I have no problem with sex in YA novels (handled properly, of course) and know that the love triangle I'm creating in my current novel will be far edgier than HENRY, though I will continue to aim more for Hitchcock than Saw.

    Now, I'm off to read everything of Julie's that I can get my grubby little paws on!! :)

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  10. Love this post, very interesting!! My book, HENRY FRANKS, is in that 'clean YA' category. There is no sex, virtually no swearing and, especially for a book listed as 'YA horror' it has very little violence. Why no sex? Because I was dealing with a character who had lost his memory and was extraordinarily isolated. Just bringing him out of that shell and having him interact with other people was such an obstacle in his life that it turned his first kiss into this climactic moment. To have thrown them into bed would have been so antithetical to everyone these characters were (trust me, the character of Justine would not have just stood idly by if Henry started pushing matters). As for the swearing? They live in a small southern town and, without his memory, Henry doesn't have that easy familiarity with language the way most teens do. In other words: he might have been casually swearing prior to his accident, but after it? He's still trying to remember who he is, never mind when the correct time to drop the 'f bomb' would be. As for violence? I like to compare it to the difference between Hitchcock and the Saw movie franchise. Both are 'horror' but they are completely different movies. Hitchcock is suspense and shadows and mystery and creepy, crawling inside of you to scare you. Saw (and other contemporary slasher/gore tests) is in-your-face, visceral, visual, bloody and, at times, scares-through-disgust. HENRY FRANKS is horror in the Hitchcock vein, Booklist called it 'the thinking teen's horror choice of the year' for that reason (among others).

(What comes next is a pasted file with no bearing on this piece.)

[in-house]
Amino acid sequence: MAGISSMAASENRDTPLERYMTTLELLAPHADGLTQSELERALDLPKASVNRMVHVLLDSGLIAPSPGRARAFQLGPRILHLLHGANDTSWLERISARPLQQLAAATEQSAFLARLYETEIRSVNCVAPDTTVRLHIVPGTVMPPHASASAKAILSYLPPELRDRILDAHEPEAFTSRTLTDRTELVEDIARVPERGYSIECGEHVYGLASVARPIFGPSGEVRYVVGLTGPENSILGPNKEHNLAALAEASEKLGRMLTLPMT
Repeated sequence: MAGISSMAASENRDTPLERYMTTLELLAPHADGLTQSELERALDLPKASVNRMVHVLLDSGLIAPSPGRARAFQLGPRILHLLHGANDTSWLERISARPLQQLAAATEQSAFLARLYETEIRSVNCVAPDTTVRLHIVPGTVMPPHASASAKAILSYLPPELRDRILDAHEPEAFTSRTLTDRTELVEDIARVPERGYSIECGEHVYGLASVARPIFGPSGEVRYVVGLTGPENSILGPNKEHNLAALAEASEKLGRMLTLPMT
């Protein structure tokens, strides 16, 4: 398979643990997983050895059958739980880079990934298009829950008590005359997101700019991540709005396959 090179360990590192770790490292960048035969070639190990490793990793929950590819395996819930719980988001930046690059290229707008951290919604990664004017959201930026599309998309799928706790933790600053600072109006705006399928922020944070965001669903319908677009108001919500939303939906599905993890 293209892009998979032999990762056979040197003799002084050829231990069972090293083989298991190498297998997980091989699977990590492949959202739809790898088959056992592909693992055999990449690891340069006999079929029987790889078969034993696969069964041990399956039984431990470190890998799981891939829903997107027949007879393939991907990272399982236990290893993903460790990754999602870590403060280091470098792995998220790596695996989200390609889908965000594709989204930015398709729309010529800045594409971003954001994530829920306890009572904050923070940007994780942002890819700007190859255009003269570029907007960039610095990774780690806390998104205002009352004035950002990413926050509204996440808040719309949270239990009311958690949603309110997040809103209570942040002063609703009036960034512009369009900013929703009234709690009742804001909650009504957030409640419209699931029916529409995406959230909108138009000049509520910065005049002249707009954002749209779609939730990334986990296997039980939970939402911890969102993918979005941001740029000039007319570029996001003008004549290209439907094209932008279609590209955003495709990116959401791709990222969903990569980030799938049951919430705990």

I have no problem with sex in YA novels (handled properly, of course) and know that the love triangle I'm creating in my current novel will be far edgier than HENRY, though I will continue to aim more for Hitchcock than Saw.

    Now, I'm off to read everything of Julie's that I can get my grubby little paws on!! :)

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  11. I came across this very interesting post after I literally googled "sex scenes in Ya novels". The reason I did that was that after reading two out of the three Lux Series books by Jennifer Armentrout, I realized that no sex tends to be a prerequisite in such novels because of the young age of readers etc. (you cover this exhaustively in your post). However, what I cannot understand is why graphic violence, abuse and tragedy are acceptable, with books including those elements making Catholic readers clubs' lists but sex is considered a no-no? How come Katniss' experiences are OK to read as long as she remains a virgin? Personally, I wouldn't recommend THG to a teen under 15. The books were brilliant but awfully depressing and I carried that aftertaste long after I'd finished reading them.